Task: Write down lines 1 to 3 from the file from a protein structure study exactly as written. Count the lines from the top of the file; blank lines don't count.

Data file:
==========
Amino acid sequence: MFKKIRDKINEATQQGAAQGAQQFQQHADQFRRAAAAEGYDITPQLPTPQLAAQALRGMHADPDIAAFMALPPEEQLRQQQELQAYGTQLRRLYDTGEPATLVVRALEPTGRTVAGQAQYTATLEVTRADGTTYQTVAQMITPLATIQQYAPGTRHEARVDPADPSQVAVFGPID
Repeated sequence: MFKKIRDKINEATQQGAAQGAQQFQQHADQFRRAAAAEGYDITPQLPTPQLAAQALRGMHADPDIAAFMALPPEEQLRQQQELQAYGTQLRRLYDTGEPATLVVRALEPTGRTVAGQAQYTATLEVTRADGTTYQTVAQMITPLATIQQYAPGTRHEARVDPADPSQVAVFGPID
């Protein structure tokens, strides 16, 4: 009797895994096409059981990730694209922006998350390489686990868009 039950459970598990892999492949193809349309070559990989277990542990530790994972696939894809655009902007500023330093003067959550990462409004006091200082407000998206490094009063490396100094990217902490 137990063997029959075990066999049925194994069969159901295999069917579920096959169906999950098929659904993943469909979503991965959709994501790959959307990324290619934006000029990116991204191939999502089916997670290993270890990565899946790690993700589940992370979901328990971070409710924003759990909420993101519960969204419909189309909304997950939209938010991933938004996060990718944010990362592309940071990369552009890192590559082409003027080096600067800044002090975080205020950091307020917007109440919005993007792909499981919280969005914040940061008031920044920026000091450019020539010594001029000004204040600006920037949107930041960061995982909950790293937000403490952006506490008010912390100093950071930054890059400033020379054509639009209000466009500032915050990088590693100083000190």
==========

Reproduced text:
Amino acid sequence: MFKKIRDKINEATQQGAAQGAQQFQQHADQFRRAAAAEGYDITPQLPTPQLAAQALRGMHADPDIAAFMALPPEEQLRQQQELQAYGTQLRRLYDTGEPATLVVRALEPTGRTVAGQAQYTATLEVTRADGTTYQTVAQMITPLATIQQYAPGTRHEARVDPADPSQVAVFGPID
Repeated sequence: MFKKIRDKINEATQQGAAQGAQQFQQHADQFRRAAAAEGYDITPQLPTPQLAAQALRGMHADPDIAAFMALPPEEQLRQQQELQAYGTQLRRLYDTGEPATLVVRALEPTGRTVAGQAQYTATLEVTRADGTTYQTVAQMITPLATIQQYAPGTRHEARVDPADPSQVAVFGPID
């Protein structure tokens, strides 16, 4: 009797895994096409059981990730694209922006998350390489686990868009 039950459970598990892999492949193809349309070559990989277990542990530790994972696939894809655009902007500023330093003067959550990462409004006091200082407000998206490094009063490396100094990217902490 137990063997029959075990066999049925194994069969159901295999069917579920096959169906999950098929659904993943469909979503991965959709994501790959959307990324290619934006000029990116991204191939999502089916997670290993270890990565899946790690993700589940992370979901328990971070409710924003759990909420993101519960969204419909189309909304997950939209938010991933938004996060990718944010990362592309940071990369552009890192590559082409003027080096600067800044002090975080205020950091307020917007109440919005993007792909499981919280969005914040940061008031920044920026000091450019020539010594001029000004204040600006920037949107930041960061995982909950790293937000403490952006506490008010912390100093950071930054890059400033020379054509639009209000466009500032915050990088590693100083000190």